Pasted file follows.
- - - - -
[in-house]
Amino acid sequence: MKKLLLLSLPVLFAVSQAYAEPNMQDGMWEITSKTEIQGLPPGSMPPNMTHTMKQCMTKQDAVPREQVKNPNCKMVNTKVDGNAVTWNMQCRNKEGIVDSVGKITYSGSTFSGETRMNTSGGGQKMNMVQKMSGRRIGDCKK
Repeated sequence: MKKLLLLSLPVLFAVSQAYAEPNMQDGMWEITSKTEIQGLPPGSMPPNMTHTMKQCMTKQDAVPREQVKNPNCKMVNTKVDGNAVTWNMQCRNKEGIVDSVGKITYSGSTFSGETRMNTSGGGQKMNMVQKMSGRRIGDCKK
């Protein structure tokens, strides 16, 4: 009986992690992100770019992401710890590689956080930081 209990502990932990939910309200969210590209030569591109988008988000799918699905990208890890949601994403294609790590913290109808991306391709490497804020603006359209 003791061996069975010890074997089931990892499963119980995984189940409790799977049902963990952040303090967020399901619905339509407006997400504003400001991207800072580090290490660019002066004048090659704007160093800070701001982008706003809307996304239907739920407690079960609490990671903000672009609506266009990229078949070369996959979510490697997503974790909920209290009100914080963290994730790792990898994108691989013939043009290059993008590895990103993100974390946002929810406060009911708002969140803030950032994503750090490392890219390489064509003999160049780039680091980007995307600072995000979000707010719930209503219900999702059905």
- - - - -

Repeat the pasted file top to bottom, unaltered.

[in-house]
Amino acid sequence: MKKLLLLSLPVLFAVSQAYAEPNMQDGMWEITSKTEIQGLPPGSMPPNMTHTMKQCMTKQDAVPREQVKNPNCKMVNTKVDGNAVTWNMQCRNKEGIVDSVGKITYSGSTFSGETRMNTSGGGQKMNMVQKMSGRRIGDCKK
Repeated sequence: MKKLLLLSLPVLFAVSQAYAEPNMQDGMWEITSKTEIQGLPPGSMPPNMTHTMKQCMTKQDAVPREQVKNPNCKMVNTKVDGNAVTWNMQCRNKEGIVDSVGKITYSGSTFSGETRMNTSGGGQKMNMVQKMSGRRIGDCKK
């Protein structure tokens, strides 16, 4: 009986992690992100770019992401710890590689956080930081 209990502990932990939910309200969210590209030569591109988008988000799918699905990208890890949601994403294609790590913290109808991306391709490497804020603006359209 003791061996069975010890074997089931990892499963119980995984189940409790799977049902963990952040303090967020399901619905339509407006997400504003400001991207800072580090290490660019002066004048090659704007160093800070701001982008706003809307996304239907739920407690079960609490990671903000672009609506266009990229078949070369996959979510490697997503974790909920209290009100914080963290994730790792990898994108691989013939043009290059993008590895990103993100974390946002929810406060009911708002969140803030950032994503750090490392890219390489064509003999160049780039680091980007995307600072995000979000707010719930209503219900999702059905």